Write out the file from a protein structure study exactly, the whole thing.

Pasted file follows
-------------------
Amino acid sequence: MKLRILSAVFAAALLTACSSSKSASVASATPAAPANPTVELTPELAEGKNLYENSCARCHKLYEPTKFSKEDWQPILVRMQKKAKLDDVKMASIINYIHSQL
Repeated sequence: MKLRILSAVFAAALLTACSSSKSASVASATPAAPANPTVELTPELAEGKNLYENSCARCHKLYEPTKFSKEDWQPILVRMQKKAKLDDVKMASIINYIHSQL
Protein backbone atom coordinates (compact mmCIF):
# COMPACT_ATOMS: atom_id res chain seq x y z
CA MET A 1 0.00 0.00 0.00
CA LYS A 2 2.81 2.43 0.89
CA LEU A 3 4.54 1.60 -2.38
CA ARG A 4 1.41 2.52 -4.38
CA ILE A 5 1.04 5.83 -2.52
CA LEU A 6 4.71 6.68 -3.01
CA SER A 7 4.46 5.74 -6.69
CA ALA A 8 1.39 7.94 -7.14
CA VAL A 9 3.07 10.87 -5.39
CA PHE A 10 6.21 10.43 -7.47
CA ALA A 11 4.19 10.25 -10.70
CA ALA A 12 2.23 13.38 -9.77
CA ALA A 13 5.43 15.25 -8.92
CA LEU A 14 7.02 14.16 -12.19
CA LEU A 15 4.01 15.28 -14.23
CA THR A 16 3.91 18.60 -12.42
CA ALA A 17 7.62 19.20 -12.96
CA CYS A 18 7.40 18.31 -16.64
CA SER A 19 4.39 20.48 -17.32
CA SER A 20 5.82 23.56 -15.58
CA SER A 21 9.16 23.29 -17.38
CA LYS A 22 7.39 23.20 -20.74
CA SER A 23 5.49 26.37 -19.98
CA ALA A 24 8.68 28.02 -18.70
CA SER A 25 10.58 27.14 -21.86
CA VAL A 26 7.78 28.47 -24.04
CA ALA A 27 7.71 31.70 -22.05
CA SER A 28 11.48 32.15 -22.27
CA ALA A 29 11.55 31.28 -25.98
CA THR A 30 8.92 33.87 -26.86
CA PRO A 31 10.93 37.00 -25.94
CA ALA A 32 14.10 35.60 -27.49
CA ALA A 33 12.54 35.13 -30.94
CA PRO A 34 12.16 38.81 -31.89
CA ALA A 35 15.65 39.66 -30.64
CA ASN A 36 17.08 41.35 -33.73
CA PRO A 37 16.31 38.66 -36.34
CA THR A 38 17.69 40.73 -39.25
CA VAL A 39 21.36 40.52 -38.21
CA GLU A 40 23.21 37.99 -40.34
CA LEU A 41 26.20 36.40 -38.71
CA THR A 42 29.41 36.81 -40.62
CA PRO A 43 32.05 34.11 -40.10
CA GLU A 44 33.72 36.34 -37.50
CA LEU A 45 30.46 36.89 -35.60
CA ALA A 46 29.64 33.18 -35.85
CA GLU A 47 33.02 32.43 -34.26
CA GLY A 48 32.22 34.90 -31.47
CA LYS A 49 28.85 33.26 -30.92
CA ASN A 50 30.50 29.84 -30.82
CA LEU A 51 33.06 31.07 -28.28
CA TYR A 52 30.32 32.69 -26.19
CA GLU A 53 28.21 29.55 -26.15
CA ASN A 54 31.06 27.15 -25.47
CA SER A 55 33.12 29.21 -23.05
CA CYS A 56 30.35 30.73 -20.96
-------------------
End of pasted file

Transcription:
Amino acid sequence: MKLRILSAVFAAALLTACSSSKSASVASATPAAPANPTVELTPELAEGKNLYENSCARCHKLYEPTKFSKEDWQPILVRMQKKAKLDDVKMASIINYIHSQL
Repeated sequence: MKLRILSAVFAAALLTACSSSKSASVASATPAAPANPTVELTPELAEGKNLYENSCARCHKLYEPTKFSKEDWQPILVRMQKKAKLDDVKMASIINYIHSQL
Protein backbone atom coordinates (compact mmCIF):
# COMPACT_ATOMS: atom_id res chain seq x y z
CA MET A 1 0.00 0.00 0.00
CA LYS A 2 2.81 2.43 0.89
CA LEU A 3 4.54 1.60 -2.38
CA ARG A 4 1.41 2.52 -4.38
CA ILE A 5 1.04 5.83 -2.52
CA LEU A 6 4.71 6.68 -3.01
CA SER A 7 4.46 5.74 -6.69
CA ALA A 8 1.39 7.94 -7.14
CA VAL A 9 3.07 10.87 -5.39
CA PHE A 10 6.21 10.43 -7.47
CA ALA A 11 4.19 10.25 -10.70
CA ALA A 12 2.23 13.38 -9.77
CA ALA A 13 5.43 15.25 -8.92
CA LEU A 14 7.02 14.16 -12.19
CA LEU A 15 4.01 15.28 -14.23
CA THR A 16 3.91 18.60 -12.42
CA ALA A 17 7.62 19.20 -12.96
CA CYS A 18 7.40 18.31 -16.64
CA SER A 19 4.39 20.48 -17.32
CA SER A 20 5.82 23.56 -15.58
CA SER A 21 9.16 23.29 -17.38
CA LYS A 22 7.39 23.20 -20.74
CA SER A 23 5.49 26.37 -19.98
CA ALA A 24 8.68 28.02 -18.70
CA SER A 25 10.58 27.14 -21.86
CA VAL A 26 7.78 28.47 -24.04
CA ALA A 27 7.71 31.70 -22.05
CA SER A 28 11.48 32.15 -22.27
CA ALA A 29 11.55 31.28 -25.98
CA THR A 30 8.92 33.87 -26.86
CA PRO A 31 10.93 37.00 -25.94
CA ALA A 32 14.10 35.60 -27.49
CA ALA A 33 12.54 35.13 -30.94
CA PRO A 34 12.16 38.81 -31.89
CA ALA A 35 15.65 39.66 -30.64
CA ASN A 36 17.08 41.35 -33.73
CA PRO A 37 16.31 38.66 -36.34
CA THR A 38 17.69 40.73 -39.25
CA VAL A 39 21.36 40.52 -38.21
CA GLU A 40 23.21 37.99 -40.34
CA LEU A 41 26.20 36.40 -38.71
CA THR A 42 29.41 36.81 -40.62
CA PRO A 43 32.05 34.11 -40.10
CA GLU A 44 33.72 36.34 -37.50
CA LEU A 45 30.46 36.89 -35.60
CA ALA A 46 29.64 33.18 -35.85
CA GLU A 47 33.02 32.43 -34.26
CA GLY A 48 32.22 34.90 -31.47
CA LYS A 49 28.85 33.26 -30.92
CA ASN A 50 30.50 29.84 -30.82
CA LEU A 51 33.06 31.07 -28.28
CA TYR A 52 30.32 32.69 -26.19
CA GLU A 53 28.21 29.55 -26.15
CA ASN A 54 31.06 27.15 -25.47
CA SER A 55 33.12 29.21 -23.05
CA CYS A 56 30.35 30.73 -20.96